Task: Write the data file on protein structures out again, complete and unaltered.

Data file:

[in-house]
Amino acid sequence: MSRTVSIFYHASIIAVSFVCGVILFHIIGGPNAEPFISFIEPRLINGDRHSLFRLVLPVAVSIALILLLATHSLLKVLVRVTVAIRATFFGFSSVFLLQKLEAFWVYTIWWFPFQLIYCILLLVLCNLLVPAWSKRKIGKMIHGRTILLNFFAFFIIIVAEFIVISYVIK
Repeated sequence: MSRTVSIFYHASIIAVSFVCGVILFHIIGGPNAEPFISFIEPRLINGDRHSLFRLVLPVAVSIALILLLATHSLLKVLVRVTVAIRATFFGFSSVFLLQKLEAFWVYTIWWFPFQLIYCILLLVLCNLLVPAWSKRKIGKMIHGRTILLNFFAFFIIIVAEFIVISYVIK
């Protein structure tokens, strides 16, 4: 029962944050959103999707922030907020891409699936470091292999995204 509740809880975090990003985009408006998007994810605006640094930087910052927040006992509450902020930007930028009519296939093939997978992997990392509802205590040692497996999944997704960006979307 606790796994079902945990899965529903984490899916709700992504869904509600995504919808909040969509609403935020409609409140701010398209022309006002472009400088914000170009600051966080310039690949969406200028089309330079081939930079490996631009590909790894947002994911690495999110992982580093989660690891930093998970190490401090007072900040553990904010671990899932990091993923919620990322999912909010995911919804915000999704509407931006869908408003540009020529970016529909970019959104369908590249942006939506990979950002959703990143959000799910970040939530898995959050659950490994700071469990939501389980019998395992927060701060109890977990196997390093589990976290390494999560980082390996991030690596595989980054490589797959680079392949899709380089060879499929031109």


[in-house]
Amino acid sequence: MSRTVSIFYHASIIAVSFVCGVILFHIIGGPNAEPFISFIEPRLINGDRHSLFRLVLPVAVSIALILLLATHSLLKVLVRVTVAIRATFFGFSSVFLLQKLEAFWVYTIWWFPFQLIYCILLLVLCNLLVPAWSKRKIGKMIHGRTILLNFFAFFIIIVAEFIVISYVIK
Repeated sequence: MSRTVSIFYHASIIAVSFVCGVILFHIIGGPNAEPFISFIEPRLINGDRHSLFRLVLPVAVSIALILLLATHSLLKVLVRVTVAIRATFFGFSSVFLLQKLEAFWVYTIWWFPFQLIYCILLLVLCNLLVPAWSKRKIGKMIHGRTILLNFFAFFIIIVAEFIVISYVIK
């Protein structure tokens, strides 16, 4: 029962944050959103999707922030907020891409699936470091292999995204 509740809880975090990003985009408006998007994810605006640094930087910052927040006992509450902020930007930028009519296939093939997978992997990392509802205590040692497996999944997704960006979307 606790796994079902945990899965529903984490899916709700992504869904509600995504919808909040969509609403935020409609409140701010398209022309006002472009400088914000170009600051966080310039690949969406200028089309330079081939930079490996631009590909790894947002994911690495999110992982580093989660690891930093998970190490401090007072900040553990904010671990899932990091993923919620990322999912909010995911919804915000999704509407931006869908408003540009020529970016529909970019959104369908590249942006939506990979950002959703990143959000799910970040939530898995959050659950490994700071469990939501389980019998395992927060701060109890977990196997390093589990976290390494999560980082390996991030690596595989980054490589797959680079392949899709380089060879499929031109």